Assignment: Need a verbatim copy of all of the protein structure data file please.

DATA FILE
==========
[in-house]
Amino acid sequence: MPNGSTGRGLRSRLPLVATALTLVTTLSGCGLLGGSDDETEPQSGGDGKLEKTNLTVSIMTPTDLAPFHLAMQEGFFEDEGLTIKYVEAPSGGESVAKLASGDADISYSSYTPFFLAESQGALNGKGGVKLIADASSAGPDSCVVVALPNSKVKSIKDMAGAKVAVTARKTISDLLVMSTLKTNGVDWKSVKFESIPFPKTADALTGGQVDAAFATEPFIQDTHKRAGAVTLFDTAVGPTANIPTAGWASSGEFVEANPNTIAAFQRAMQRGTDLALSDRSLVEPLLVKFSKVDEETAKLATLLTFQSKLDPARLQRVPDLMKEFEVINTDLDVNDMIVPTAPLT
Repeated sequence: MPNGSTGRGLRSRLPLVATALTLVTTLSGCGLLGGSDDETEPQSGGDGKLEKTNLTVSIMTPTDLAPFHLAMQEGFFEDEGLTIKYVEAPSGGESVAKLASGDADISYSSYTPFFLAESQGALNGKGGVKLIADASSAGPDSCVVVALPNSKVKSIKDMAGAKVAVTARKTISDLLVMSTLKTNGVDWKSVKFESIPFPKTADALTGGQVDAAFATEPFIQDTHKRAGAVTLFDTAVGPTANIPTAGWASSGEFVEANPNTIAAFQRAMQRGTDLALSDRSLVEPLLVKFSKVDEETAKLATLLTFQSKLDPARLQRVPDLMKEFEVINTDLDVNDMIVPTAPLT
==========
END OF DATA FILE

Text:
[in-house]
Amino acid sequence: MPNGSTGRGLRSRLPLVATALTLVTTLSGCGLLGGSDDETEPQSGGDGKLEKTNLTVSIMTPTDLAPFHLAMQEGFFEDEGLTIKYVEAPSGGESVAKLASGDADISYSSYTPFFLAESQGALNGKGGVKLIADASSAGPDSCVVVALPNSKVKSIKDMAGAKVAVTARKTISDLLVMSTLKTNGVDWKSVKFESIPFPKTADALTGGQVDAAFATEPFIQDTHKRAGAVTLFDTAVGPTANIPTAGWASSGEFVEANPNTIAAFQRAMQRGTDLALSDRSLVEPLLVKFSKVDEETAKLATLLTFQSKLDPARLQRVPDLMKEFEVINTDLDVNDMIVPTAPLT
Repeated sequence: MPNGSTGRGLRSRLPLVATALTLVTTLSGCGLLGGSDDETEPQSGGDGKLEKTNLTVSIMTPTDLAPFHLAMQEGFFEDEGLTIKYVEAPSGGESVAKLASGDADISYSSYTPFFLAESQGALNGKGGVKLIADASSAGPDSCVVVALPNSKVKSIKDMAGAKVAVTARKTISDLLVMSTLKTNGVDWKSVKFESIPFPKTADALTGGQVDAAFATEPFIQDTHKRAGAVTLFDTAVGPTANIPTAGWASSGEFVEANPNTIAAFQRAMQRGTDLALSDRSLVEPLLVKFSKVDEETAKLATLLTFQSKLDPARLQRVPDLMKEFEVINTDLDVNDMIVPTAPLT